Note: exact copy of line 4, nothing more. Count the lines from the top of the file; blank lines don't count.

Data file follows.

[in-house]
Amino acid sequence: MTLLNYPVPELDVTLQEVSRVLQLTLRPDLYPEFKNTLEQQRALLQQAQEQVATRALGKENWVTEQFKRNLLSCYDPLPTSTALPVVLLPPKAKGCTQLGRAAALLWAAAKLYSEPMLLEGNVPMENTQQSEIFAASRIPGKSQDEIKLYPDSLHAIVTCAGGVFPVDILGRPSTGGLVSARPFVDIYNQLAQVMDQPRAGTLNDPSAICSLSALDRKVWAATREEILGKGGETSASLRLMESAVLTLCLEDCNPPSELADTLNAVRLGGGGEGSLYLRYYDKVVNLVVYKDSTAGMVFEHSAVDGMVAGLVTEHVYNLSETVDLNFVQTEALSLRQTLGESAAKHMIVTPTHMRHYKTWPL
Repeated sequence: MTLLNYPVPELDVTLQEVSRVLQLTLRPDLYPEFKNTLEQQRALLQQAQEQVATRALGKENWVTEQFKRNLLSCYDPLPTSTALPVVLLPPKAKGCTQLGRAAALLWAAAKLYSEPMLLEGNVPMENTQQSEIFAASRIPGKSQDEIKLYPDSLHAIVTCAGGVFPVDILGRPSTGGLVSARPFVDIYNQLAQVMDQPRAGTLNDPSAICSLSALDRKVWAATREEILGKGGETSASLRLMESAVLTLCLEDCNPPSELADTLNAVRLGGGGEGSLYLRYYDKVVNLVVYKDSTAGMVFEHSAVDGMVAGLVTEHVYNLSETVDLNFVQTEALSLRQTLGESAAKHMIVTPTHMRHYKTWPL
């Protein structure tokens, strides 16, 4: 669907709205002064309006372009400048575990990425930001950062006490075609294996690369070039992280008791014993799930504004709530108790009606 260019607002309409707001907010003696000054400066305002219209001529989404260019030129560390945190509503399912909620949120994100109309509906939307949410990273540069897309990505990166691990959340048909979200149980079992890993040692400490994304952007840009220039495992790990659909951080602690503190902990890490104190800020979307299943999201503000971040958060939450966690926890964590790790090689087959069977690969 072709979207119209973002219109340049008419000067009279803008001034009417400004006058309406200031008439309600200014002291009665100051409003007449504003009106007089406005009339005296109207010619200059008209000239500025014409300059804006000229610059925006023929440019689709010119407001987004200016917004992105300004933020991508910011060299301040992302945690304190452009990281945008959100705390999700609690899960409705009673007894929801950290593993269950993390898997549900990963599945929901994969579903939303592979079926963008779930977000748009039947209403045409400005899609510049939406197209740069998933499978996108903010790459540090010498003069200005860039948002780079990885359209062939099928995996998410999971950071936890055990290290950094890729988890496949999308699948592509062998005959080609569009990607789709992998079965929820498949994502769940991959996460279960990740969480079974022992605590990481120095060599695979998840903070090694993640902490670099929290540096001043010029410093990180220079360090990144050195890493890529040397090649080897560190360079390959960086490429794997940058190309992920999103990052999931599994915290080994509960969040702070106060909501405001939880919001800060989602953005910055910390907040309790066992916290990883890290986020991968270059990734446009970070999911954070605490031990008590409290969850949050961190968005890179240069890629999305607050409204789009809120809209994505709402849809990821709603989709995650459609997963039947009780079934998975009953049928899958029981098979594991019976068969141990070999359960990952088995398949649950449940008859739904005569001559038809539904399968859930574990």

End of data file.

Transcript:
């Protein structure tokens, strides 16, 4: 669907709205002064309006372009400048575990990425930001950062006490075609294996690369070039992280008791014993799930504004709530108790009606 260019607002309409707001907010003696000054400066305002219209001529989404260019030129560390945190509503399912909620949120994100109309509906939307949410990273540069897309990505990166691990959340048909979200149980079992890993040692400490994304952007840009220039495992790990659909951080602690503190902990890490104190800020979307299943999201503000971040958060939450966690926890964590790790090689087959069977690969 072709979207119209973002219109340049008419000067009279803008001034009417400004006058309406200031008439309600200014002291009665100051409003007449504003009106007089406005009339005296109207010619200059008209000239500025014409300059804006000229610059925006023929440019689709010119407001987004200016917004992105300004933020991508910011060299301040992302945690304190452009990281945008959100705390999700609690899960409705009673007894929801950290593993269950993390898997549900990963599945929901994969579903939303592979079926963008779930977000748009039947209403045409400005899609510049939406197209740069998933499978996108903010790459540090010498003069200005860039948002780079990885359209062939099928995996998410999971950071936890055990290290950094890729988890496949999308699948592509062998005959080609569009990607789709992998079965929820498949994502769940991959996460279960990740969480079974022992605590990481120095060599695979998840903070090694993640902490670099929290540096001043010029410093990180220079360090990144050195890493890529040397090649080897560190360079390959960086490429794997940058190309992920999103990052999931599994915290080994509960969040702070106060909501405001939880919001800060989602953005910055910390907040309790066992916290990883890290986020991968270059990734446009970070999911954070605490031990008590409290969850949050961190968005890179240069890629999305607050409204789009809120809209994505709402849809990821709603989709995650459609997963039947009780079934998975009953049928899958029981098979594991019976068969141990070999359960990952088995398949649950449940008859739904005569001559038809539904399968859930574990």